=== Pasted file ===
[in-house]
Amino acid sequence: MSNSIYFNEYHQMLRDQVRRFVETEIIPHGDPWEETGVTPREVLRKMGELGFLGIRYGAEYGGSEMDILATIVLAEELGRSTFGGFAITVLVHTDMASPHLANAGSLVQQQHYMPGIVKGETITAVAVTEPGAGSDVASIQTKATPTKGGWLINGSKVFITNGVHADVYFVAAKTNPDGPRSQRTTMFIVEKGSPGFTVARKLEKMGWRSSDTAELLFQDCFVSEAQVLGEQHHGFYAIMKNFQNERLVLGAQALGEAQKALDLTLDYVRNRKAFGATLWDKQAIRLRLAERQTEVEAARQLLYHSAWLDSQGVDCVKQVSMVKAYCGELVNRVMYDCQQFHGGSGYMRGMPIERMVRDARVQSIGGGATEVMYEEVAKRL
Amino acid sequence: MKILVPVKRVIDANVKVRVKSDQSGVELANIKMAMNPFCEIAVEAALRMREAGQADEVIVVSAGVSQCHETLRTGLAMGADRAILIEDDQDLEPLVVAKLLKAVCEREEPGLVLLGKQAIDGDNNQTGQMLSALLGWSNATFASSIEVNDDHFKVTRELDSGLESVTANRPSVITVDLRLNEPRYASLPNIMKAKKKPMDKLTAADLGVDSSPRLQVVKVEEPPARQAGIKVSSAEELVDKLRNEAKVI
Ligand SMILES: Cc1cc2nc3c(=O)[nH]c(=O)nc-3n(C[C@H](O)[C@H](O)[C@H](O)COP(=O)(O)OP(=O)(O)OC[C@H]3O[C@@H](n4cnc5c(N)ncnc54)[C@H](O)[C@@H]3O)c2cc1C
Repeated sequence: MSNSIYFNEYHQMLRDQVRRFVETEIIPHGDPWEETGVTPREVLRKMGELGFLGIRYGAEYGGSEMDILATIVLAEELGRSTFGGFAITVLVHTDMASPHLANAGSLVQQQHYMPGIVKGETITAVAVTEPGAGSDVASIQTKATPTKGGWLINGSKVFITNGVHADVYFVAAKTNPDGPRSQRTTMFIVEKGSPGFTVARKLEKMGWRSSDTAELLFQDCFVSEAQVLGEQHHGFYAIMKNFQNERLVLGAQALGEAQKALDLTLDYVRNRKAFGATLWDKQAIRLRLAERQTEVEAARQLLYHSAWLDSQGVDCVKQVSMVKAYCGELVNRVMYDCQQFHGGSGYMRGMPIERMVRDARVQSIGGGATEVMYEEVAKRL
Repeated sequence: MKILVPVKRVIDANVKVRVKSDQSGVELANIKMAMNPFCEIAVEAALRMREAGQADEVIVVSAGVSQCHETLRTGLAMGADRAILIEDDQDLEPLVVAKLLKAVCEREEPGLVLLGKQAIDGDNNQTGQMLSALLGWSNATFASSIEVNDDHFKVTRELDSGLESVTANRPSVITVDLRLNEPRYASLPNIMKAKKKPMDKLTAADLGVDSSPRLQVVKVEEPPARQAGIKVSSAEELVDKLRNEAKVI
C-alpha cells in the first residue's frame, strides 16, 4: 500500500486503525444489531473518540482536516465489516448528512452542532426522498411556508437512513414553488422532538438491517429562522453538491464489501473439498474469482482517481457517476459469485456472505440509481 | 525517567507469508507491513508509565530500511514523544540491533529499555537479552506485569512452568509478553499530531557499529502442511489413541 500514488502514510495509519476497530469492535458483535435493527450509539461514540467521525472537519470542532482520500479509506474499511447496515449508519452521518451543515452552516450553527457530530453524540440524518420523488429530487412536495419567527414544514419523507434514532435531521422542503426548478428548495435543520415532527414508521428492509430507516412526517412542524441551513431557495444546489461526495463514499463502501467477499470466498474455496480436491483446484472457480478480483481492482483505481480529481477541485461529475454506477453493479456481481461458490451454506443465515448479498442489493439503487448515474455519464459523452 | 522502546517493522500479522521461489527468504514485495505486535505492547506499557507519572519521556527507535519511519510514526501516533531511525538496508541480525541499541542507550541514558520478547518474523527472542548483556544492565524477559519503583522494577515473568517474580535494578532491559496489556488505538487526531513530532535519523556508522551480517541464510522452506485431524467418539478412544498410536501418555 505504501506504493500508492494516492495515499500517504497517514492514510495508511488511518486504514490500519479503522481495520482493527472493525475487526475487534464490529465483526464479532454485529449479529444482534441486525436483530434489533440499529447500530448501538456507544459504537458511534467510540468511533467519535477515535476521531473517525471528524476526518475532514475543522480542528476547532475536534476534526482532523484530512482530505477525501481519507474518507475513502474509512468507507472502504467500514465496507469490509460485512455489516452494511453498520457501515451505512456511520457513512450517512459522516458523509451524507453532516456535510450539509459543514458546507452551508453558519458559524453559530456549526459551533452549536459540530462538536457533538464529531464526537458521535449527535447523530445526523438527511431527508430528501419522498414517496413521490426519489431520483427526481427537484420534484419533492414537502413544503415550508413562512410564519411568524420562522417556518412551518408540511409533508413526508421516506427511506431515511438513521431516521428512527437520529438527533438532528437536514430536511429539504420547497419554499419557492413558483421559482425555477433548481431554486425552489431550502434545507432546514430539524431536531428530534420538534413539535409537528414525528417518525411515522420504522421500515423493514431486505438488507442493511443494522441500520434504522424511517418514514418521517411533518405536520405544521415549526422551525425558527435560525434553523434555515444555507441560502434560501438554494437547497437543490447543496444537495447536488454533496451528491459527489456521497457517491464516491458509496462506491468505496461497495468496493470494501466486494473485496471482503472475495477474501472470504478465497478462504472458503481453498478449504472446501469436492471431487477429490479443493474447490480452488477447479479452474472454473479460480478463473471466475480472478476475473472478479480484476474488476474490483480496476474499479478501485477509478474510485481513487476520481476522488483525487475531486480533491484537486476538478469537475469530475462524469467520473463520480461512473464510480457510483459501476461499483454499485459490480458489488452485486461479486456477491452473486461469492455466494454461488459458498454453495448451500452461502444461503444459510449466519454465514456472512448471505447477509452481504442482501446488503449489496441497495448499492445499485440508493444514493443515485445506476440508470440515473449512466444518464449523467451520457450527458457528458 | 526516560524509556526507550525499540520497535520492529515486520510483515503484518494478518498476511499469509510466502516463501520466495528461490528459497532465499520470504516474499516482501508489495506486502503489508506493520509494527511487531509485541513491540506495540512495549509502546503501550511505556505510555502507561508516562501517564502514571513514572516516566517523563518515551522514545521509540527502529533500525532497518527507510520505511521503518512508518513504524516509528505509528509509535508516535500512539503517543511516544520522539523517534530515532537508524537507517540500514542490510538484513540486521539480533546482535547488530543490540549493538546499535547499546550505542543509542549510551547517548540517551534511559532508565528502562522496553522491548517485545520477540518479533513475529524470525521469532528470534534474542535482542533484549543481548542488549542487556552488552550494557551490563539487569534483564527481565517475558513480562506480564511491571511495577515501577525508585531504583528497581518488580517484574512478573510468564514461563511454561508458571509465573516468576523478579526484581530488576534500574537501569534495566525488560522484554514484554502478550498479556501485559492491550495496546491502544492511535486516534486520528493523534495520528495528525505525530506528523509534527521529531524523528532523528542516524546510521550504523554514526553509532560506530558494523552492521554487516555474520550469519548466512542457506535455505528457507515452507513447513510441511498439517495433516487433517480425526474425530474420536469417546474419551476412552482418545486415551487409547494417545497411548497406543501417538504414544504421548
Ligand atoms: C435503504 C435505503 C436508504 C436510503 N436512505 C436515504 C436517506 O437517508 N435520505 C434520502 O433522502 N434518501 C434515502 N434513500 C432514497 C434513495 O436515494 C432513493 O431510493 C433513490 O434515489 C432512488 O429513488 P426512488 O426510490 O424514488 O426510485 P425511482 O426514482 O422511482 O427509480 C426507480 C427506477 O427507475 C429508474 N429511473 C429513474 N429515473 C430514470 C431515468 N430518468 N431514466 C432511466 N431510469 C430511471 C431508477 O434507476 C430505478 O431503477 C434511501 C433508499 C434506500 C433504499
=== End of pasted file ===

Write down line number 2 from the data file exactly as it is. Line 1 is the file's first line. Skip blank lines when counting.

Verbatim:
Amino acid sequence: MSNSIYFNEYHQMLRDQVRRFVETEIIPHGDPWEETGVTPREVLRKMGELGFLGIRYGAEYGGSEMDILATIVLAEELGRSTFGGFAITVLVHTDMASPHLANAGSLVQQQHYMPGIVKGETITAVAVTEPGAGSDVASIQTKATPTKGGWLINGSKVFITNGVHADVYFVAAKTNPDGPRSQRTTMFIVEKGSPGFTVARKLEKMGWRSSDTAELLFQDCFVSEAQVLGEQHHGFYAIMKNFQNERLVLGAQALGEAQKALDLTLDYVRNRKAFGATLWDKQAIRLRLAERQTEVEAARQLLYHSAWLDSQGVDCVKQVSMVKAYCGELVNRVMYDCQQFHGGSGYMRGMPIERMVRDARVQSIGGGATEVMYEEVAKRL